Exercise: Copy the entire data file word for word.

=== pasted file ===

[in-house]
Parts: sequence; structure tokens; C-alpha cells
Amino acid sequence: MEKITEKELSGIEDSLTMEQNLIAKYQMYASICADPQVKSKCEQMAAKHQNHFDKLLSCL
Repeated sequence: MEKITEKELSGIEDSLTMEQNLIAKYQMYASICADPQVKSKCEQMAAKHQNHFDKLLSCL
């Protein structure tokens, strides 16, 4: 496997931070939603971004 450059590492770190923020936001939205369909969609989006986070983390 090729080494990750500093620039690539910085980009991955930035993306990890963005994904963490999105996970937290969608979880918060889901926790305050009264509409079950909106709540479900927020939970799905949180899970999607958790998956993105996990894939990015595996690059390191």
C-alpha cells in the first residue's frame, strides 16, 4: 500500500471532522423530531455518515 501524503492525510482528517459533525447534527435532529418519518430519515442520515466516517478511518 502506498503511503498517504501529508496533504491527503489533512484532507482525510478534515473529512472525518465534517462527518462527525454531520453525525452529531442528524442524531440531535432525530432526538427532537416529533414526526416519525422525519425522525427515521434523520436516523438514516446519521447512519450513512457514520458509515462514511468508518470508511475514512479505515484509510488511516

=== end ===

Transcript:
[in-house]
Parts: sequence; structure tokens; C-alpha cells
Amino acid sequence: MEKITEKELSGIEDSLTMEQNLIAKYQMYASICADPQVKSKCEQMAAKHQNHFDKLLSCL
Repeated sequence: MEKITEKELSGIEDSLTMEQNLIAKYQMYASICADPQVKSKCEQMAAKHQNHFDKLLSCL
């Protein structure tokens, strides 16, 4: 496997931070939603971004 450059590492770190923020936001939205369909969609989006986070983390 090729080494990750500093620039690539910085980009991955930035993306990890963005994904963490999105996970937290969608979880918060889901926790305050009264509409079950909106709540479900927020939970799905949180899970999607958790998956993105996990894939990015595996690059390191």
C-alpha cells in the first residue's frame, strides 16, 4: 500500500471532522423530531455518515 501524503492525510482528517459533525447534527435532529418519518430519515442520515466516517478511518 502506498503511503498517504501529508496533504491527503489533512484532507482525510478534515473529512472525518465534517462527518462527525454531520453525525452529531442528524442524531440531535432525530432526538427532537416529533414526526416519525422525519425522525427515521434523520436516523438514516446519521447512519450513512457514520458509515462514511468508518470508511475514512479505515484509510488511516